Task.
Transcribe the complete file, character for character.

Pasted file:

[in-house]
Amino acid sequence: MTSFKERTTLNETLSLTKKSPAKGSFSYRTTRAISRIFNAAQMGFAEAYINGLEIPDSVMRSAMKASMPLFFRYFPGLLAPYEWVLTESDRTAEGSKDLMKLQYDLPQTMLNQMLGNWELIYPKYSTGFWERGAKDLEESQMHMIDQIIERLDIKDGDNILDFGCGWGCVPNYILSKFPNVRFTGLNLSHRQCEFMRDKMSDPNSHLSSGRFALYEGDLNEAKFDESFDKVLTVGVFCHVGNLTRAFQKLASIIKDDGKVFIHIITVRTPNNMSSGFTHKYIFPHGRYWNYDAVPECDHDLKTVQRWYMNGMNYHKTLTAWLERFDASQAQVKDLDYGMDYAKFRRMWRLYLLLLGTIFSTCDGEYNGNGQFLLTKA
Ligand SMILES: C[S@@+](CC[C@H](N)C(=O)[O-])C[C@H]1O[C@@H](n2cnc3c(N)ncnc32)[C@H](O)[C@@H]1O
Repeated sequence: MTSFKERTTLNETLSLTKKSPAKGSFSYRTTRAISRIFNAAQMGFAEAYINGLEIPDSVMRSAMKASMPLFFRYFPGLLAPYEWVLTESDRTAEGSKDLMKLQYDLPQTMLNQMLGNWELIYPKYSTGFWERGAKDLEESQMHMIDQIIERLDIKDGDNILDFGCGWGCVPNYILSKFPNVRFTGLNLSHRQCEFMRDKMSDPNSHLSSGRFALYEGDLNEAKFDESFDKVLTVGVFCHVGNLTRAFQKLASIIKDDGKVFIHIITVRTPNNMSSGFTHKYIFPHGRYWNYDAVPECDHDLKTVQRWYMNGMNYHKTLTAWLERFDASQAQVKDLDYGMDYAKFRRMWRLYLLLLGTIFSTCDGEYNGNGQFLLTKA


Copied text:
[in-house]
Amino acid sequence: MTSFKERTTLNETLSLTKKSPAKGSFSYRTTRAISRIFNAAQMGFAEAYINGLEIPDSVMRSAMKASMPLFFRYFPGLLAPYEWVLTESDRTAEGSKDLMKLQYDLPQTMLNQMLGNWELIYPKYSTGFWERGAKDLEESQMHMIDQIIERLDIKDGDNILDFGCGWGCVPNYILSKFPNVRFTGLNLSHRQCEFMRDKMSDPNSHLSSGRFALYEGDLNEAKFDESFDKVLTVGVFCHVGNLTRAFQKLASIIKDDGKVFIHIITVRTPNNMSSGFTHKYIFPHGRYWNYDAVPECDHDLKTVQRWYMNGMNYHKTLTAWLERFDASQAQVKDLDYGMDYAKFRRMWRLYLLLLGTIFSTCDGEYNGNGQFLLTKA
Ligand SMILES: C[S@@+](CC[C@H](N)C(=O)[O-])C[C@H]1O[C@@H](n2cnc3c(N)ncnc32)[C@H](O)[C@@H]1O
Repeated sequence: MTSFKERTTLNETLSLTKKSPAKGSFSYRTTRAISRIFNAAQMGFAEAYINGLEIPDSVMRSAMKASMPLFFRYFPGLLAPYEWVLTESDRTAEGSKDLMKLQYDLPQTMLNQMLGNWELIYPKYSTGFWERGAKDLEESQMHMIDQIIERLDIKDGDNILDFGCGWGCVPNYILSKFPNVRFTGLNLSHRQCEFMRDKMSDPNSHLSSGRFALYEGDLNEAKFDESFDKVLTVGVFCHVGNLTRAFQKLASIIKDDGKVFIHIITVRTPNNMSSGFTHKYIFPHGRYWNYDAVPECDHDLKTVQRWYMNGMNYHKTLTAWLERFDASQAQVKDLDYGMDYAKFRRMWRLYLLLLGTIFSTCDGEYNGNGQFLLTKA